IMF economists and researchers from outside the institution gathered at the IMF’s Third Annual Research Conference on November 7-8. The conference had an overarching theme of capital flows and global governance but also dealt with an eclectic array of other issues that economists at the IMF and elsewhere are exploring.
International Monetary Fund
A study by the author published in 1988 proposed the hypothesis that export instability depends upon the level of industrialization of the exporting country and the position of exports in the product cycle (growth or mature products). This paper provides further empirical evidence in support of the hypothesis. The paper discusses the significance of the empirical findings, explains why diversification has increased export instability in many developing countries, and discusses the policy implications of the findings. The paper also analyzes the effects of data aggregation on empirical results and suggests topics for future research.
Mr. Alejandro Simone
Time series on economic activity in developing countries, in particular real GDP, are reported with important lags. Therefore, it is useful to construct indicators that coincide or lead the actual direction and level of economic activity. A general methodology to construct these indicators is proposed and adapted for Argentina. Three coincident indicators could be constructed, but no reliable leading indicator could be found. From an econometric standpoint, the coincident indicators produce satisfactory point estimates of real GDP. The series that enter the indicator are broadly consistent with what many economists believe is the main source of real GDP fluctuations in Argentina: shocks to the capital account of the balance of payments. This enhances the confidence in the econometric results.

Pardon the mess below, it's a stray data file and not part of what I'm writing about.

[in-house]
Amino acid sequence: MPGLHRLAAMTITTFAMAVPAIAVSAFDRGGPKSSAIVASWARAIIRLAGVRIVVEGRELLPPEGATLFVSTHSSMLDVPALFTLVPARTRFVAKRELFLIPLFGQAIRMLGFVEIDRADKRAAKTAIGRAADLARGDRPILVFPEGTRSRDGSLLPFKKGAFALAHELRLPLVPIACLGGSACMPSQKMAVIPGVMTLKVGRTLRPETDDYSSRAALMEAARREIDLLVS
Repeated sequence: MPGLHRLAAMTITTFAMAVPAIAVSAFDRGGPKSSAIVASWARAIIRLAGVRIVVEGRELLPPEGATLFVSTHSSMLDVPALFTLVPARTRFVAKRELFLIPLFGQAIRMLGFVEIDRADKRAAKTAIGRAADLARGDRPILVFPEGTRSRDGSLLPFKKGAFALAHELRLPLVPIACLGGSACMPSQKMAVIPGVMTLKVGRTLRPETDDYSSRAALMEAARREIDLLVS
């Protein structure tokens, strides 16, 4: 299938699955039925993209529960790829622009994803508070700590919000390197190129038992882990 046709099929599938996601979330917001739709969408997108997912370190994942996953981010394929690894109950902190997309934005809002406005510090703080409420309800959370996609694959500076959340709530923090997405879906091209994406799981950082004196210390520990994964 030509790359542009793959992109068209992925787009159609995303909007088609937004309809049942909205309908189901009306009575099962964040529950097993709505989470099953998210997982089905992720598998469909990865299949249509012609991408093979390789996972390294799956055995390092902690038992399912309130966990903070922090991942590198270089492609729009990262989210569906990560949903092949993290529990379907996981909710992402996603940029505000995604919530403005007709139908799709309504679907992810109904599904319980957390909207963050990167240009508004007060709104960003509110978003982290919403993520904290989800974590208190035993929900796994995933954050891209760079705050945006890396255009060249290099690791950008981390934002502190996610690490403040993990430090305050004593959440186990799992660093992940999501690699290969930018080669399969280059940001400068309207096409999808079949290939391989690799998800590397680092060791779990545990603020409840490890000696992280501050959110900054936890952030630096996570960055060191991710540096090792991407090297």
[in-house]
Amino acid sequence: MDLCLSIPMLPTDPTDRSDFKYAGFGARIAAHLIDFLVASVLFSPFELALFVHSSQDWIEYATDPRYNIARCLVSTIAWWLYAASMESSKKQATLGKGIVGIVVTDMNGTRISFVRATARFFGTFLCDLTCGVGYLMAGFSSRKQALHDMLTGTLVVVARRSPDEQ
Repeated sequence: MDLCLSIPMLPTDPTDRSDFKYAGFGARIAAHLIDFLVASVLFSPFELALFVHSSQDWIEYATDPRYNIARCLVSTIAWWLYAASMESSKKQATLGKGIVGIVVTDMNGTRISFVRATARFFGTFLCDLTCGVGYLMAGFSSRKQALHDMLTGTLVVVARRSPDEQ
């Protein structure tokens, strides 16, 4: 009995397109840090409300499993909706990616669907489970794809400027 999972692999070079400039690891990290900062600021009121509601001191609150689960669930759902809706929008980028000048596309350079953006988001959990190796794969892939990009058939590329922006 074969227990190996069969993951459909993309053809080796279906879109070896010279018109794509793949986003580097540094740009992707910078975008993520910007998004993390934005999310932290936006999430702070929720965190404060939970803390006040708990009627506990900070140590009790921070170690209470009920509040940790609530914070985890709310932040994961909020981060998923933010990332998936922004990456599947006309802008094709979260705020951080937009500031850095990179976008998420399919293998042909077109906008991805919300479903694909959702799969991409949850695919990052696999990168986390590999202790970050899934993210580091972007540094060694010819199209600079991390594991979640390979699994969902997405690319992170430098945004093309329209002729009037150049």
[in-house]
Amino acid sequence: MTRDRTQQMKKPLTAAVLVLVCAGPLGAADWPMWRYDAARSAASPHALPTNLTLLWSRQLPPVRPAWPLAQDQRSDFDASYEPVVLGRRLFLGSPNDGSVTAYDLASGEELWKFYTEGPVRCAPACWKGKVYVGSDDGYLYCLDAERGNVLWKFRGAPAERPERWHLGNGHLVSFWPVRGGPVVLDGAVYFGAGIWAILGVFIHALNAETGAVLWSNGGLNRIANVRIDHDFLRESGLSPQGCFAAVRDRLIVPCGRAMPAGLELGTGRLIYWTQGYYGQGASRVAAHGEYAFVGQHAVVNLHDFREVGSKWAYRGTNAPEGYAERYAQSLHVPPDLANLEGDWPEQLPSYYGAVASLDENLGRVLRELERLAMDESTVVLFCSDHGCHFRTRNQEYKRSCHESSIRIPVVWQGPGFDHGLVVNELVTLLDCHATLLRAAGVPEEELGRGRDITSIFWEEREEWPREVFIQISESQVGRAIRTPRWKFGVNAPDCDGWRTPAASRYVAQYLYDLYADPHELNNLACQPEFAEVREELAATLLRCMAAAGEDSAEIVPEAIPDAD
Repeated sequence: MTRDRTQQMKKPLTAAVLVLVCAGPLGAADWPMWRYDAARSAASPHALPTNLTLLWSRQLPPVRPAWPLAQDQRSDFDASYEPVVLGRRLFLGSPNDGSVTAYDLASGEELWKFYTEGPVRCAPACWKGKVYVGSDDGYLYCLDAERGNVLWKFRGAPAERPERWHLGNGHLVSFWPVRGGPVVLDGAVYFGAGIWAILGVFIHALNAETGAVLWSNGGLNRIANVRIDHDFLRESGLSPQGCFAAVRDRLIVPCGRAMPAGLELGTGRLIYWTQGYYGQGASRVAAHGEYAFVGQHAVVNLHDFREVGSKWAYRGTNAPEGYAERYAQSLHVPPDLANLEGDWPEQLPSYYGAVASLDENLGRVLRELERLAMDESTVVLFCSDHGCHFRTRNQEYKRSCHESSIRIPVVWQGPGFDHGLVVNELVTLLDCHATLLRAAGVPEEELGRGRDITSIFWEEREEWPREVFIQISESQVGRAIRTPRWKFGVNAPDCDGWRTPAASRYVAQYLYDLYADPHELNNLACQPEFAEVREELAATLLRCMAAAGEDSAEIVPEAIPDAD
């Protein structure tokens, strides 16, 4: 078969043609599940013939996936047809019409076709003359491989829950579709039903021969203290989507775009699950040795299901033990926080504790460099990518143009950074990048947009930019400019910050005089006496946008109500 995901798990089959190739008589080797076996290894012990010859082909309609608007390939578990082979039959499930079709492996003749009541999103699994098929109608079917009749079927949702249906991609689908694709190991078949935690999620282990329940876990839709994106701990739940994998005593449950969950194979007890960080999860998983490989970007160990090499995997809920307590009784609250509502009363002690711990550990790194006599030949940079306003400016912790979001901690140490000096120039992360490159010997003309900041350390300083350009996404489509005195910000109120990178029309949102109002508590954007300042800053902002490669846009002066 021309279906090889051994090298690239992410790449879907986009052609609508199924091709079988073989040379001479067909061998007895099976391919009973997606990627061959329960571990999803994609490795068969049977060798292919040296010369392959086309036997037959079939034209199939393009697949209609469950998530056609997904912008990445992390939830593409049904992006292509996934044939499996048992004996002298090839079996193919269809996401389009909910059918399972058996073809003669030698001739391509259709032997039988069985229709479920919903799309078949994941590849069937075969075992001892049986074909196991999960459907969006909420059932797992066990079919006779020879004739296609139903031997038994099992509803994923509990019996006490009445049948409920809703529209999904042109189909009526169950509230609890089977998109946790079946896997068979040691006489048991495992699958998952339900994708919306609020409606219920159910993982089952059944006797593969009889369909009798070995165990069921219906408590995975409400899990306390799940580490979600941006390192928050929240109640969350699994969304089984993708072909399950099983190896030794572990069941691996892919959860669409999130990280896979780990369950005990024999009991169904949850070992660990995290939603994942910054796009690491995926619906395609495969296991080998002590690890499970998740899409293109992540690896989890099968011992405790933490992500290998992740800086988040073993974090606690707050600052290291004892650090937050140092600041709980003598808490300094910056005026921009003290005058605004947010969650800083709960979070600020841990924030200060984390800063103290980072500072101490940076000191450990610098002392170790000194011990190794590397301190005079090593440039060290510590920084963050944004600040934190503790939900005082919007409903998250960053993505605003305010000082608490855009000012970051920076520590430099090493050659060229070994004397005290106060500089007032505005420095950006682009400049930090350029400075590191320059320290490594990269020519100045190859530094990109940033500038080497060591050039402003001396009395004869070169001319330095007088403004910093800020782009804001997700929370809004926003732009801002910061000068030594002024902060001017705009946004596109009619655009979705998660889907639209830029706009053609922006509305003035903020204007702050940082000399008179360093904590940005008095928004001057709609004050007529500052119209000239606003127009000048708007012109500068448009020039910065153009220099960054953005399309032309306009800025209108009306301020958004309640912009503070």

International Monetary Fund
While growth in advanced economies is losing momentum amid trade tensions and policy uncertainty, activity in many emerging and low-income developing countries (EMDEs) has remained more robust, supported by still favorable financing conditions. Differences across EMDEs are large, however, and downside risks are building. Policy priorities include enhancing resilience in response to a more challenging global environment, creating fiscal space for essential development spending, containing debt vulnerabilities, and promoting strong and inclusive growth. Strengthening revenue generating capacity, enhancing public spending efficiency, and addressing infrastructure gaps are critical for reaching the 2030 Sustainable Development Goals.
International Monetary Fund. External Relations Dept.

Latin America and the Caribbean are expected to enjoy robust growth for the third successive year, helping achieve further reductions in unemployment and poverty, according to Anoop Singh, Director of the IMF’s Western Hemisphere Department. Real growth in 2006 is now projected to average about 4¾ percent—about ½ of 1 percentage point higher than the IMF forecast in the spring—and to stay in the 4 percent range in 2007, Singh told reporters in Singapore on September 16 (see table). The moderating trend over the next 12 months reflects the more measured global expansion, the projected easing of commodity prices, and the maturing of strong recoveries in several countries.